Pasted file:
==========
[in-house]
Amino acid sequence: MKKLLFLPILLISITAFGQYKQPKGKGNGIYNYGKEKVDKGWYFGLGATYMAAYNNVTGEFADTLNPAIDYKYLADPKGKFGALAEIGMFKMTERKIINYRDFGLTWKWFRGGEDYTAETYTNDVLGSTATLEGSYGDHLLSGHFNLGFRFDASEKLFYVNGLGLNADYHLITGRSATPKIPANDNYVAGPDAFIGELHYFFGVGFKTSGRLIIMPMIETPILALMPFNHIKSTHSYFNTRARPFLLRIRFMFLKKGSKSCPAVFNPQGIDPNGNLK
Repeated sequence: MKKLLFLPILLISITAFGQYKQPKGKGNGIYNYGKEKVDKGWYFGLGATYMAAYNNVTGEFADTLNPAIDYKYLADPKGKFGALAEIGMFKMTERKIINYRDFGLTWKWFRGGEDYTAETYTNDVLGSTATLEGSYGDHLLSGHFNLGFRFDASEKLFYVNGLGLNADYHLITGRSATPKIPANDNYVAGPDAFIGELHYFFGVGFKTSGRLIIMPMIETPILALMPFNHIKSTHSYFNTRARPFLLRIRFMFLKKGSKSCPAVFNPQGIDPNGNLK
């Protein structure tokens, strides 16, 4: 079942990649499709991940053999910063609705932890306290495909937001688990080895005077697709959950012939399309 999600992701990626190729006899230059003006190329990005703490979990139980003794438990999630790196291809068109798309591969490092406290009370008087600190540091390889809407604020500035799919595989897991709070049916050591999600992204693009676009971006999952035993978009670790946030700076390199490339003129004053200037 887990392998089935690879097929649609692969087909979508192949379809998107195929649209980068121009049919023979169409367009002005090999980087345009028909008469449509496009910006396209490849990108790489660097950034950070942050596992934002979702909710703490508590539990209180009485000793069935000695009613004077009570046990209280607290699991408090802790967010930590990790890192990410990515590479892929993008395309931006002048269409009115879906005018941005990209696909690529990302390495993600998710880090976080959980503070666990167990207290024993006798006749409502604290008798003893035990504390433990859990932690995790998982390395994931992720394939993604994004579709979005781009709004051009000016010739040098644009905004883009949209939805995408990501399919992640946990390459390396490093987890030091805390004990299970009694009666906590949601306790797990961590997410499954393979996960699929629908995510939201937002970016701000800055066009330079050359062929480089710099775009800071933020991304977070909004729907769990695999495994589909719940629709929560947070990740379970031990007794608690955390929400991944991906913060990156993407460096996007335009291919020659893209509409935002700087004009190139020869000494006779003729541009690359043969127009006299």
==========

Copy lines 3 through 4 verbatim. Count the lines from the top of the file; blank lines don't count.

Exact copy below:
Repeated sequence: MKKLLFLPILLISITAFGQYKQPKGKGNGIYNYGKEKVDKGWYFGLGATYMAAYNNVTGEFADTLNPAIDYKYLADPKGKFGALAEIGMFKMTERKIINYRDFGLTWKWFRGGEDYTAETYTNDVLGSTATLEGSYGDHLLSGHFNLGFRFDASEKLFYVNGLGLNADYHLITGRSATPKIPANDNYVAGPDAFIGELHYFFGVGFKTSGRLIIMPMIETPILALMPFNHIKSTHSYFNTRARPFLLRIRFMFLKKGSKSCPAVFNPQGIDPNGNLK
């Protein structure tokens, strides 16, 4: 079942990649499709991940053999910063609705932890306290495909937001688990080895005077697709959950012939399309 999600992701990626190729006899230059003006190329990005703490979990139980003794438990999630790196291809068109798309591969490092406290009370008087600190540091390889809407604020500035799919595989897991709070049916050591999600992204693009676009971006999952035993978009670790946030700076390199490339003129004053200037 887990392998089935690879097929649609692969087909979508192949379809998107195929649209980068121009049919023979169409367009002005090999980087345009028909008469449509496009910006396209490849990108790489660097950034950070942050596992934002979702909710703490508590539990209180009485000793069935000695009613004077009570046990209280607290699991408090802790967010930590990790890192990410990515590479892929993008395309931006002048269409009115879906005018941005990209696909690529990302390495993600998710880090976080959980503070666990167990207290024993006798006749409502604290008798003893035990504390433990859990932690995790998982390395994931992720394939993604994004579709979005781009709004051009000016010739040098644009905004883009949209939805995408990501399919992640946990390459390396490093987890030091805390004990299970009694009666906590949601306790797990961590997410499954393979996960699929629908995510939201937002970016701000800055066009330079050359062929480089710099775009800071933020991304977070909004729907769990695999495994589909719940629709929560947070990740379970031990007794608690955390929400991944991906913060990156993407460096996007335009291919020659893209509409935002700087004009190139020869000494006779003729541009690359043969127009006299």